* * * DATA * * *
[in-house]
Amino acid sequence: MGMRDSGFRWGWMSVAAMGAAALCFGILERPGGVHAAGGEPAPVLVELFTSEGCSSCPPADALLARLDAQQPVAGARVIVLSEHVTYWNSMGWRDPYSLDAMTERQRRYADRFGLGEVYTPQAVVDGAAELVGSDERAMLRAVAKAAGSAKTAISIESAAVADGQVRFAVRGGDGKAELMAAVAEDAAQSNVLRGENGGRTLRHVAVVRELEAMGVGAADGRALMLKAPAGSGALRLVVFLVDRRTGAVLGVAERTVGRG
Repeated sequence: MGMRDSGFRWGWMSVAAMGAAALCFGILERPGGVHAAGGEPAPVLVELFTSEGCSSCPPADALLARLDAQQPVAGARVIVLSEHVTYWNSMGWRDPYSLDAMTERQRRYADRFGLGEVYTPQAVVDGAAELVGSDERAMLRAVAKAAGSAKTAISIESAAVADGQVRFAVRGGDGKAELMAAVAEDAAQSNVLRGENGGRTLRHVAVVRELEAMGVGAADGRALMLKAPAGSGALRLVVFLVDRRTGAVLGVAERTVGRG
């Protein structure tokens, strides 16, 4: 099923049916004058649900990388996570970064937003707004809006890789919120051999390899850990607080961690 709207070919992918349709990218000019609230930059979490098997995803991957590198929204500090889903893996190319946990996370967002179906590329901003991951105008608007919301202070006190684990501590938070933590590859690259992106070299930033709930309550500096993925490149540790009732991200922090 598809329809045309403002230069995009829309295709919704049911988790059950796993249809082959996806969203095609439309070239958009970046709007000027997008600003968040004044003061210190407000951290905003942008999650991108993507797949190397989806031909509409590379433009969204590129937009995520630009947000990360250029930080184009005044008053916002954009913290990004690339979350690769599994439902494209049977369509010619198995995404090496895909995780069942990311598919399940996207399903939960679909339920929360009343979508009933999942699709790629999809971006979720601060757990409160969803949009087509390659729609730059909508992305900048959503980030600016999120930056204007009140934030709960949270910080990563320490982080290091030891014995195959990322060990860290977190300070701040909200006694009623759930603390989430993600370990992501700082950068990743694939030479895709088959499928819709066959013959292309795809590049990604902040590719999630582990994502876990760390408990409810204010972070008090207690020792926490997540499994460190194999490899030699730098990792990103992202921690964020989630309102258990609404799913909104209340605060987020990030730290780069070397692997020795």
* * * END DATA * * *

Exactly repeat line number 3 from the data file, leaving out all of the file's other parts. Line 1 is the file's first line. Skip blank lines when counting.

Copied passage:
Repeated sequence: MGMRDSGFRWGWMSVAAMGAAALCFGILERPGGVHAAGGEPAPVLVELFTSEGCSSCPPADALLARLDAQQPVAGARVIVLSEHVTYWNSMGWRDPYSLDAMTERQRRYADRFGLGEVYTPQAVVDGAAELVGSDERAMLRAVAKAAGSAKTAISIESAAVADGQVRFAVRGGDGKAELMAAVAEDAAQSNVLRGENGGRTLRHVAVVRELEAMGVGAADGRALMLKAPAGSGALRLVVFLVDRRTGAVLGVAERTVGRG